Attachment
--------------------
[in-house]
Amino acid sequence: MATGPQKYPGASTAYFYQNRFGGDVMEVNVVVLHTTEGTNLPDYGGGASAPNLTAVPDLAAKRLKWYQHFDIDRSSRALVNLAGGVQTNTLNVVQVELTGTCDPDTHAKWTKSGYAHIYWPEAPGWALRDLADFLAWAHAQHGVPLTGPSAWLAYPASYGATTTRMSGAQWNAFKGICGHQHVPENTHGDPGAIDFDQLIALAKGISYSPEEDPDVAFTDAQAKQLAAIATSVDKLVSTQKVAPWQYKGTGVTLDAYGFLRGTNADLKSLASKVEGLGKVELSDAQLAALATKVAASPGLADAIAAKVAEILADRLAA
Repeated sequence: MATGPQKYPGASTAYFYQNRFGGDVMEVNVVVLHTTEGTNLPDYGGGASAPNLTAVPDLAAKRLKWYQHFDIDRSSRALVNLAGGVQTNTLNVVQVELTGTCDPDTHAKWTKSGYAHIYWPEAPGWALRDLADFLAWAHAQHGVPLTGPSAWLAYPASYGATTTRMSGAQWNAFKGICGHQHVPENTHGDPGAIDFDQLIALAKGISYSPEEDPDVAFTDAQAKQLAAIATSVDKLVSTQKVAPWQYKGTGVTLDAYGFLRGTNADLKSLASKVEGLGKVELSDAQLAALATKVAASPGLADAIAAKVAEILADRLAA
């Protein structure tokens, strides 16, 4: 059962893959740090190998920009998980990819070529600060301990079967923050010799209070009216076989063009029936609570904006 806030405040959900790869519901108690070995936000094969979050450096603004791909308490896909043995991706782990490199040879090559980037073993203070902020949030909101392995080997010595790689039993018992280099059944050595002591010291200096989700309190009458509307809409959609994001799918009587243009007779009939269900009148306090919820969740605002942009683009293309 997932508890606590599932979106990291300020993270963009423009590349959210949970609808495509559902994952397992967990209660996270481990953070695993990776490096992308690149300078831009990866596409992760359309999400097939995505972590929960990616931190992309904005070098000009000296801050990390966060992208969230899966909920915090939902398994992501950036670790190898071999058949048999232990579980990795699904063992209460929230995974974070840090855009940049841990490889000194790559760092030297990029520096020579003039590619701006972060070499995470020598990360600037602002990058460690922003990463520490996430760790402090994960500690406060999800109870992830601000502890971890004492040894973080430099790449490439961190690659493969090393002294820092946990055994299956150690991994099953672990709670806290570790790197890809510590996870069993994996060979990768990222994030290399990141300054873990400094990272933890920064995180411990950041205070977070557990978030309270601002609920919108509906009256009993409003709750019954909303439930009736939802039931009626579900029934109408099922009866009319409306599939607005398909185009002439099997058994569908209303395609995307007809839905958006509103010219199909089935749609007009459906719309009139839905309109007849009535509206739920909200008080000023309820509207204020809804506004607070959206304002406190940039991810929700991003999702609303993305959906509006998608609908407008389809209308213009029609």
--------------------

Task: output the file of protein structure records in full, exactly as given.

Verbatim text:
[in-house]
Amino acid sequence: MATGPQKYPGASTAYFYQNRFGGDVMEVNVVVLHTTEGTNLPDYGGGASAPNLTAVPDLAAKRLKWYQHFDIDRSSRALVNLAGGVQTNTLNVVQVELTGTCDPDTHAKWTKSGYAHIYWPEAPGWALRDLADFLAWAHAQHGVPLTGPSAWLAYPASYGATTTRMSGAQWNAFKGICGHQHVPENTHGDPGAIDFDQLIALAKGISYSPEEDPDVAFTDAQAKQLAAIATSVDKLVSTQKVAPWQYKGTGVTLDAYGFLRGTNADLKSLASKVEGLGKVELSDAQLAALATKVAASPGLADAIAAKVAEILADRLAA
Repeated sequence: MATGPQKYPGASTAYFYQNRFGGDVMEVNVVVLHTTEGTNLPDYGGGASAPNLTAVPDLAAKRLKWYQHFDIDRSSRALVNLAGGVQTNTLNVVQVELTGTCDPDTHAKWTKSGYAHIYWPEAPGWALRDLADFLAWAHAQHGVPLTGPSAWLAYPASYGATTTRMSGAQWNAFKGICGHQHVPENTHGDPGAIDFDQLIALAKGISYSPEEDPDVAFTDAQAKQLAAIATSVDKLVSTQKVAPWQYKGTGVTLDAYGFLRGTNADLKSLASKVEGLGKVELSDAQLAALATKVAASPGLADAIAAKVAEILADRLAA
């Protein structure tokens, strides 16, 4: 059962893959740090190998920009998980990819070529600060301990079967923050010799209070009216076989063009029936609570904006 806030405040959900790869519901108690070995936000094969979050450096603004791909308490896909043995991706782990490199040879090559980037073993203070902020949030909101392995080997010595790689039993018992280099059944050595002591010291200096989700309190009458509307809409959609994001799918009587243009007779009939269900009148306090919820969740605002942009683009293309 997932508890606590599932979106990291300020993270963009423009590349959210949970609808495509559902994952397992967990209660996270481990953070695993990776490096992308690149300078831009990866596409992760359309999400097939995505972590929960990616931190992309904005070098000009000296801050990390966060992208969230899966909920915090939902398994992501950036670790190898071999058949048999232990579980990795699904063992209460929230995974974070840090855009940049841990490889000194790559760092030297990029520096020579003039590619701006972060070499995470020598990360600037602002990058460690922003990463520490996430760790402090994960500690406060999800109870992830601000502890971890004492040894973080430099790449490439961190690659493969090393002294820092946990055994299956150690991994099953672990709670806290570790790197890809510590996870069993994996060979990768990222994030290399990141300054873990400094990272933890920064995180411990950041205070977070557990978030309270601002609920919108509906009256009993409003709750019954909303439930009736939802039931009626579900029934109408099922009866009319409306599939607005398909185009002439099997058994569908209303395609995307007809839905958006509103010219199909089935749609007009459906719309009139839905309109007849009535509206739920909200008080000023309820509207204020809804506004607070959206304002406190940039991810929700991003999702609303993305959906509006998608609908407008389809209308213009029609």